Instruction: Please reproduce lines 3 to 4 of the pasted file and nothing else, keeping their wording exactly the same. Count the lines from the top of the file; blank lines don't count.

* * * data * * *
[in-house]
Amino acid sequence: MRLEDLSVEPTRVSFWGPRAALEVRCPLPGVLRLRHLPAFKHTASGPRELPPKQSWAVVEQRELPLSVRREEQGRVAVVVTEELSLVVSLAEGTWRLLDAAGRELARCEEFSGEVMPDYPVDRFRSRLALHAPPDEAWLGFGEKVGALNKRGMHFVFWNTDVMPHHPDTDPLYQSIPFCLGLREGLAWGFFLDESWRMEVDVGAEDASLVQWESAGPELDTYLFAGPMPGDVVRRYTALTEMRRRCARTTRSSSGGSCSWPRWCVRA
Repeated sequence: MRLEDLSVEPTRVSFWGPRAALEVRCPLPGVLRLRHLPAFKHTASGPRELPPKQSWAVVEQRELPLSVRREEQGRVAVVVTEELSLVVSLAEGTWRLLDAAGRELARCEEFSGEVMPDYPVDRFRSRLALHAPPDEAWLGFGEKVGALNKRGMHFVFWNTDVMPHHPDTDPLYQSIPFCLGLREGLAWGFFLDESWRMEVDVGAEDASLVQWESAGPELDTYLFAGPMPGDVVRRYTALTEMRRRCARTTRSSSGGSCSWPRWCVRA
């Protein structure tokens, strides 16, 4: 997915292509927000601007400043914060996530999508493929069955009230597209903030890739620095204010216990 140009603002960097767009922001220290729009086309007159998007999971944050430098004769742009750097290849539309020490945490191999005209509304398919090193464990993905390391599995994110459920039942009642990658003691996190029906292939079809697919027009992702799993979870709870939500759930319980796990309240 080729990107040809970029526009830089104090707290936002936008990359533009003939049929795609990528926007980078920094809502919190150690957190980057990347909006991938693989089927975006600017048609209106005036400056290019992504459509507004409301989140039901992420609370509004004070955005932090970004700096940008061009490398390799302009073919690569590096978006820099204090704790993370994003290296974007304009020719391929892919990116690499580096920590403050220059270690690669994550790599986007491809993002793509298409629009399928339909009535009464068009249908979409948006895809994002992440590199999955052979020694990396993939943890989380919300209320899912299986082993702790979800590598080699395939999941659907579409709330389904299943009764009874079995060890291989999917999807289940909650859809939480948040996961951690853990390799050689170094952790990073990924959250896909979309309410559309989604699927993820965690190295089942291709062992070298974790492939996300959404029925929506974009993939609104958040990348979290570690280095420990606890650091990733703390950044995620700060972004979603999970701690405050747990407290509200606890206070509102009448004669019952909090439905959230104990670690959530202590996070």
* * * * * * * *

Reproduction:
Repeated sequence: MRLEDLSVEPTRVSFWGPRAALEVRCPLPGVLRLRHLPAFKHTASGPRELPPKQSWAVVEQRELPLSVRREEQGRVAVVVTEELSLVVSLAEGTWRLLDAAGRELARCEEFSGEVMPDYPVDRFRSRLALHAPPDEAWLGFGEKVGALNKRGMHFVFWNTDVMPHHPDTDPLYQSIPFCLGLREGLAWGFFLDESWRMEVDVGAEDASLVQWESAGPELDTYLFAGPMPGDVVRRYTALTEMRRRCARTTRSSSGGSCSWPRWCVRA
């Protein structure tokens, strides 16, 4: 997915292509927000601007400043914060996530999508493929069955009230597209903030890739620095204010216990 140009603002960097767009922001220290729009086309007159998007999971944050430098004769742009750097290849539309020490945490191999005209509304398919090193464990993905390391599995994110459920039942009642990658003691996190029906292939079809697919027009992702799993979870709870939500759930319980796990309240 080729990107040809970029526009830089104090707290936002936008990359533009003939049929795609990528926007980078920094809502919190150690957190980057990347909006991938693989089927975006600017048609209106005036400056290019992504459509507004409301989140039901992420609370509004004070955005932090970004700096940008061009490398390799302009073919690569590096978006820099204090704790993370994003290296974007304009020719391929892919990116690499580096920590403050220059270690690669994550790599986007491809993002793509298409629009399928339909009535009464068009249908979409948006895809994002992440590199999955052979020694990396993939943890989380919300209320899912299986082993702790979800590598080699395939999941659907579409709330389904299943009764009874079995060890291989999917999807289940909650859809939480948040996961951690853990390799050689170094952790990073990924959250896909979309309410559309989604699927993820965690190295089942291709062992070298974790492939996300959404029925929506974009993939609104958040990348979290570690280095420990606890650091990733703390950044995620700060972004979603999970701690405050747990407290509200606890206070509102009448004669019952909090439905959230104990670690959530202590996070």